>     usually working with it will not be able to find the right local
>     extrema.
>     The same is true for your alternative definition below.
>
>     A more powerful peak detection function would be a very good
>     addition to
>     scipy imho (perhaps in scipy.interpolate?). See also
>     http://stackoverflow.com/questions/1713335/peak-finding-algorithm-for-python-scipy
>
>     Cheers,
>     Ralf
>
>
>     > An alternative implementation would be to require that function be
>     > continuously descending (or ascending) for `order` points, which
>     would
>     > enforce a minimum width on a peak.
>     >
>     > -Jacob Silterra
>     >
>     > _______________________________________________
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>     >
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>     ------------------------------
>
>     Message: 5
>     Date: Tue, 13 Sep 2011 15:44:03 -0500
>     From: Benjamin Root <ben.root@ou.edu <mailto:ben.root@ou.edu>>
>     Subject: Re: [Numpy-discussion] Functions for finding the relative
>            extrema of numeric data
>     To: Discussion of Numerical Python <numpy-discussion@scipy.org
>     <mailto:numpy-discussion@scipy.org>>
>     Message-ID:
>
>      <CANNq6Fk973UWz7+uXWc55p3iRcUam36cUbFC_NUPxqdi0r7+Hg@mail.gmail.com
>     <mailto:CANNq6Fk973UWz7%2BuXWc55p3iRcUam36cUbFC_NUPxqdi0r7%2BHg@mail.gmail.com>>
>     Content-Type: text/plain; charset="iso-8859-1"
>
>     On Tue, Sep 13, 2011 at 3:34 PM, Ralf Gommers
>     <ralf.gommers@googlemail.com
>     <mailto:ralf.gommers@googlemail.com>>wrote:
>
>     > Hi Jacob,
>     >
>     > On Fri, Sep 9, 2011 at 11:57 PM, Jacob Silterra
>     <jsilter@gmail.com <mailto:jsilter@gmail.com>> wrote:
>     >
>     >> Hello all,
>     >>
>     >> I'd like to see functions for calculating the relative extrema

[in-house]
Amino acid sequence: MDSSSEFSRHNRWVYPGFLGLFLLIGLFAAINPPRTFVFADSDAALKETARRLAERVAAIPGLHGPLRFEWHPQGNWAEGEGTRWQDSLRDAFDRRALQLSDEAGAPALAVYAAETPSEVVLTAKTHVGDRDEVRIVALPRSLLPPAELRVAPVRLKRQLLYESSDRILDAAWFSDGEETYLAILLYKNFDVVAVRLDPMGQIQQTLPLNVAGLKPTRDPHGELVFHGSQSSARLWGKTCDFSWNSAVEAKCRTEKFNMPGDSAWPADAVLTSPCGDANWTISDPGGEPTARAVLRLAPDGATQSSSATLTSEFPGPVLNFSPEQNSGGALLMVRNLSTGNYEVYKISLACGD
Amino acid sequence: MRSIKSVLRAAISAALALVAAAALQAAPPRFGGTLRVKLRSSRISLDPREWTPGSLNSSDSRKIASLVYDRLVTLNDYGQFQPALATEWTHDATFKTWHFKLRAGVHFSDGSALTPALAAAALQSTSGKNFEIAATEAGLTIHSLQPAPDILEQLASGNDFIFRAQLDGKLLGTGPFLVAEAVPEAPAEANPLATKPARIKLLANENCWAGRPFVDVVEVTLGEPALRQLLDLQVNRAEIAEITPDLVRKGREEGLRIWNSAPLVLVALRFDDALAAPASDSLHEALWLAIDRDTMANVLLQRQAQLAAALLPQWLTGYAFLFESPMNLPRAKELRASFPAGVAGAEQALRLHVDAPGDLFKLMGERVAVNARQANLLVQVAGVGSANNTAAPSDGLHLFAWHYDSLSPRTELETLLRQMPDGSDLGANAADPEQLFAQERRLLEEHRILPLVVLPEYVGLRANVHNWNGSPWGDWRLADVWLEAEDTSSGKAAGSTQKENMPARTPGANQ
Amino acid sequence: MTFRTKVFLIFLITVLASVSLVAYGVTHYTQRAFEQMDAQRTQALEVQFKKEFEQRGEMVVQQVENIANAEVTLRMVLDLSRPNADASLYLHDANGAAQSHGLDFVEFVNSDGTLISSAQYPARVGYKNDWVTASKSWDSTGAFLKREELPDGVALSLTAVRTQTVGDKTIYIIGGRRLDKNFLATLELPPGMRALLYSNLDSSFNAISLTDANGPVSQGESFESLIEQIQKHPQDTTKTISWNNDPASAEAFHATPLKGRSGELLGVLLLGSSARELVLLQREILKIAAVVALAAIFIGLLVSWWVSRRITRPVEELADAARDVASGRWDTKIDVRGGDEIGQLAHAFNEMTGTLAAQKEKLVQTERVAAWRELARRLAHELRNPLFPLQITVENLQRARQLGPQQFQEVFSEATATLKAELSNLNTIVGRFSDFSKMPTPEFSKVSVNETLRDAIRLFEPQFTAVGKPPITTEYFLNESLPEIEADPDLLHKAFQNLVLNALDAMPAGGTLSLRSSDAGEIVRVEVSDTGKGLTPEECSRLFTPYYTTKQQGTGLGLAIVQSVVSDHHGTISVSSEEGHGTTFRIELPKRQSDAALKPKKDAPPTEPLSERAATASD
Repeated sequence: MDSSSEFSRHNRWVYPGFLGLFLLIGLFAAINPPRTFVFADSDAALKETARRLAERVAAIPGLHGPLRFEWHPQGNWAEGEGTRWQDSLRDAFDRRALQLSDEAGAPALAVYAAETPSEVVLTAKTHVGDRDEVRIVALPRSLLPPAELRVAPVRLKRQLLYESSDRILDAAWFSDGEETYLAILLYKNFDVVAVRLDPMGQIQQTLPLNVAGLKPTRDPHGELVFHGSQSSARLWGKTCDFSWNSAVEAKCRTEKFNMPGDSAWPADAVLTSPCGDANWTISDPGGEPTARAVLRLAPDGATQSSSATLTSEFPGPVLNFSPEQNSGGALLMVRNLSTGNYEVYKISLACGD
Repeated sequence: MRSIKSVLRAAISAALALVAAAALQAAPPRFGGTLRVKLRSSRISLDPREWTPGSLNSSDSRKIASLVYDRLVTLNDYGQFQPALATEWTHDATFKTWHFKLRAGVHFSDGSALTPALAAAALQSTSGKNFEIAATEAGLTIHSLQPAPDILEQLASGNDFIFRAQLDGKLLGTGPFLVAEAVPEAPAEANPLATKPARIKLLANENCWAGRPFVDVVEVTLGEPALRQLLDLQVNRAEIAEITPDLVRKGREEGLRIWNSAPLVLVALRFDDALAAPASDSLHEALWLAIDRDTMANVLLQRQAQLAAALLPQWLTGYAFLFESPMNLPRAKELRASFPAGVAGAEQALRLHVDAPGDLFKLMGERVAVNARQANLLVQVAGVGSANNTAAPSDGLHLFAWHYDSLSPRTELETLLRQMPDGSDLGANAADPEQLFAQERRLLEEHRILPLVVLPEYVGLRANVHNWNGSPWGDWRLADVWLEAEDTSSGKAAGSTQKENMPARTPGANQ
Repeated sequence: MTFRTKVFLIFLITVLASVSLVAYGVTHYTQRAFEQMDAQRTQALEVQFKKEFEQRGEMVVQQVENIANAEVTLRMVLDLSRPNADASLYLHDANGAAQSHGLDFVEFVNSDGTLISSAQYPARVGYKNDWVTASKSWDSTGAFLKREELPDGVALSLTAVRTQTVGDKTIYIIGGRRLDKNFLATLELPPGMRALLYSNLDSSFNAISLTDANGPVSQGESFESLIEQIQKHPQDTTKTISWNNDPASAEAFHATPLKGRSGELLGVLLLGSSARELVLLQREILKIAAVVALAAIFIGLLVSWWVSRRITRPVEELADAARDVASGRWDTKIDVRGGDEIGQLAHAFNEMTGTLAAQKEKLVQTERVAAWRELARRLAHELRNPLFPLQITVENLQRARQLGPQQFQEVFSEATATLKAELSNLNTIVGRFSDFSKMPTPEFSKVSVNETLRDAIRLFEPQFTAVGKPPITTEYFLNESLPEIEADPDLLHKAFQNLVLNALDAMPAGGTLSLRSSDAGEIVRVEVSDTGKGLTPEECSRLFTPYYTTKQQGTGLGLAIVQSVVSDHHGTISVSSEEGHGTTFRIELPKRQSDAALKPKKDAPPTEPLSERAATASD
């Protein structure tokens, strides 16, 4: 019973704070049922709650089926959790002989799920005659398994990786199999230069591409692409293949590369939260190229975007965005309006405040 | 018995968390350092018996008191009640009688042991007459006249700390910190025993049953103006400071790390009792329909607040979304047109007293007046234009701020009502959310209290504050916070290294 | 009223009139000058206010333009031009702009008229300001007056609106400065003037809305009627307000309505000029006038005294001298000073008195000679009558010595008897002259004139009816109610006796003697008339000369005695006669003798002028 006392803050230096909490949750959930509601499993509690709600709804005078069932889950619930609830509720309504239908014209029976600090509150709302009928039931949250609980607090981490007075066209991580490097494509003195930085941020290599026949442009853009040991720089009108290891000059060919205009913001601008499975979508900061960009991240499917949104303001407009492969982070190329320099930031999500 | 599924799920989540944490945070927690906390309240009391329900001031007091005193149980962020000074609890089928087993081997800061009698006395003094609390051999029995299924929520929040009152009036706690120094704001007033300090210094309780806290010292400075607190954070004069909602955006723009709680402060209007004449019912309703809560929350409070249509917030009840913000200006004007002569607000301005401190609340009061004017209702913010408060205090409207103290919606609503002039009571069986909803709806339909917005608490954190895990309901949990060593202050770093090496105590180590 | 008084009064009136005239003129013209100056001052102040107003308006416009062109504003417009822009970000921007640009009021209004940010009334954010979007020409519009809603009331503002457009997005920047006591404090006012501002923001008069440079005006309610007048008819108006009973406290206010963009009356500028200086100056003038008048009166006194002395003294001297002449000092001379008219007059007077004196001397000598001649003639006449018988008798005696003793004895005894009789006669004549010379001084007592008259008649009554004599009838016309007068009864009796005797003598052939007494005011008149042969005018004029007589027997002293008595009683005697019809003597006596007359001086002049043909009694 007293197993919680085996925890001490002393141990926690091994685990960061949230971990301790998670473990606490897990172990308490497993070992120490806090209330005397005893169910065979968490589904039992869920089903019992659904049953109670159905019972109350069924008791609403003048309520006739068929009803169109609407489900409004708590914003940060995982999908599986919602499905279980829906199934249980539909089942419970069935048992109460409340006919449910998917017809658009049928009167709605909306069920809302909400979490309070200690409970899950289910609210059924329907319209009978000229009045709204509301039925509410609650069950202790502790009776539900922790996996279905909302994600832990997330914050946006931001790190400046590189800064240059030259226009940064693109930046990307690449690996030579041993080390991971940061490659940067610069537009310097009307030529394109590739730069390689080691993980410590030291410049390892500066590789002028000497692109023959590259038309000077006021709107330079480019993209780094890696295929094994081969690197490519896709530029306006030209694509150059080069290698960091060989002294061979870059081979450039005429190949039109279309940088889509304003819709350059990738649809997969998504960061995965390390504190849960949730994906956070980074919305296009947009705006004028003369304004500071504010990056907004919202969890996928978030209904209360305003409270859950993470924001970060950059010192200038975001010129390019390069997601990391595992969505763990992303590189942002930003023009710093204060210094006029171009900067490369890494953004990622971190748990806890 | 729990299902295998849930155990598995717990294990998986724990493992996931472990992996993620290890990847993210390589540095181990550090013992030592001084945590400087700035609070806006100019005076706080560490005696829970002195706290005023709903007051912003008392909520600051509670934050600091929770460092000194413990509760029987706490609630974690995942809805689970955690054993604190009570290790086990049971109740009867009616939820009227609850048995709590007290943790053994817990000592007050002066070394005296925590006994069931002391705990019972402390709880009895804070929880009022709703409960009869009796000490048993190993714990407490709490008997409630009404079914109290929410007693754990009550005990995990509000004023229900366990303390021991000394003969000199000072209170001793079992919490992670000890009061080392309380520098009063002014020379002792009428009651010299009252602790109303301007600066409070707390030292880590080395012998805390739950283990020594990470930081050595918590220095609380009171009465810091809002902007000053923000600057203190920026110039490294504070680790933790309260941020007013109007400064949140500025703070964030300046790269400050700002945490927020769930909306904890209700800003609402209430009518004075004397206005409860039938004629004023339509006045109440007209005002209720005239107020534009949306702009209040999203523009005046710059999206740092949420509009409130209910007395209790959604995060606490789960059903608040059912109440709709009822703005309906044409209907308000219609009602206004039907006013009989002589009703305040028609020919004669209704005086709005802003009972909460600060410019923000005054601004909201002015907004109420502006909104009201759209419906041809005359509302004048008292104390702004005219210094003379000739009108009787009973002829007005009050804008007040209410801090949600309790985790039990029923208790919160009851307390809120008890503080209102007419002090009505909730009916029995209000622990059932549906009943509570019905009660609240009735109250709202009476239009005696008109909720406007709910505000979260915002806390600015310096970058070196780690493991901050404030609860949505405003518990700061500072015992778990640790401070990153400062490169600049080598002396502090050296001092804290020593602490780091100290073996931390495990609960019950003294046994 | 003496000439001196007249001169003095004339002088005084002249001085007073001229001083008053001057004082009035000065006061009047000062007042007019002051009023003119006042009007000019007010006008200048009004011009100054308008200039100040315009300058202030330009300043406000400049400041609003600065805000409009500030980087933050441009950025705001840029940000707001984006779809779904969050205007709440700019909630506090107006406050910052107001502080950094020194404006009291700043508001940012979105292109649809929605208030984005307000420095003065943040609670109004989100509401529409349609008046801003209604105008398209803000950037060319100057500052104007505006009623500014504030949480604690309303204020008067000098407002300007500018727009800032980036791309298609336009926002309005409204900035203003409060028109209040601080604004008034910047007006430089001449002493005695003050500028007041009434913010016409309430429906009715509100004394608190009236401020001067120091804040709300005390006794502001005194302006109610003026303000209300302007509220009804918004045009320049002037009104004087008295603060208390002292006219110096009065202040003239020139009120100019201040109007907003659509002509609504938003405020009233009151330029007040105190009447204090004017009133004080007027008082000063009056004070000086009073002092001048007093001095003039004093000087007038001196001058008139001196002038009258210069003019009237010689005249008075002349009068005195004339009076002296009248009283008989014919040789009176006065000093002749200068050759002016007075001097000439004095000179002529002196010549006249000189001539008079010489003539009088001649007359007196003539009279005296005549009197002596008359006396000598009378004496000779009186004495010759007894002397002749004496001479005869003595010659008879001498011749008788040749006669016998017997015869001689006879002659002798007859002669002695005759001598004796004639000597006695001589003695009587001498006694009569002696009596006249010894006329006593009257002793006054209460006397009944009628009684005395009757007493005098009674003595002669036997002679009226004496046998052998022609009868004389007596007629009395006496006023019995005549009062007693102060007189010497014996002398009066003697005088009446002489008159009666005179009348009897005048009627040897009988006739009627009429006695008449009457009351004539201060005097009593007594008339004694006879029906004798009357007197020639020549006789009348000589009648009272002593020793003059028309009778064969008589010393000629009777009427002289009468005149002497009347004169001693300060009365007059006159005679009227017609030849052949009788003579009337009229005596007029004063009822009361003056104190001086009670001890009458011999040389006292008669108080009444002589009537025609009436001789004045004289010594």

>     in a set of
>     >> data included in numpy. I use that functionality frequently,
>     and always seem
>     >> to be writing my own version. It seems like this functionality
>     would be
>     >> useful to the community at large, as it's a fairly common
>     operation.
>     >>
>     >
>     > What is your application?
>     >
>     >>
>     >> For numeric data (which is presumably noisy), the definition of
>     a relative
>     >> extrema isn't completely obvious. The implementation I am
>     proposing finds a
>     >> point in an ndarray along an axis which is larger (or smaller)
>     than it's
>     >> `order` nearest neighbors (`order` being an optional parameter,
>     default 1).
>     >> This is likely to find more points than may be desired,  which
>     I believe is
>     >> preferable to the alternative. The output is formatted the same as
>     >> numpy.where.
>     >>
>     >> Code available here: https://github.com/numpy/numpy/pull/154
>     >>
>     >> I'm not sure whether this belongs in numpy or scipy, that
>     question is
>     >> somewhat debatable. More sophisticated peak-finding functions (in N
>     >> dimensions, as opposed to 1) may also be useful to the
>     community, and those
>     >> would definitely belong in scipy.
>     >>
>     >
>     > I have the feeling this belongs in scipy. Although if it's just
>     these two
>     > functions I'm not sure where exactly to put them. Looking at the
>     > functionality, this is quite a simple approach. For any data of
>     the type I'm
>     > usually working with it will not be able to find the right local
>     extrema.
>     > The same is true for your alternative definition below.
>     >
>     > A more powerful peak detection function would be a very good
>     addition to
>     > scipy imho (perhaps in scipy.interpolate?). See also
>     >
>     http://stackoverflow.com/questions/1713335/peak-finding-algorithm-for-python-scipy
>     >
>     > Cheers,
>     > Ralf
>     >
>     >
>     Actually, such an algorithm would be great to partner with the
>     watershed
>     clustering implementation in ndimage.
>
>     Ben Root
>
> ------------------------------------------------------------------------
>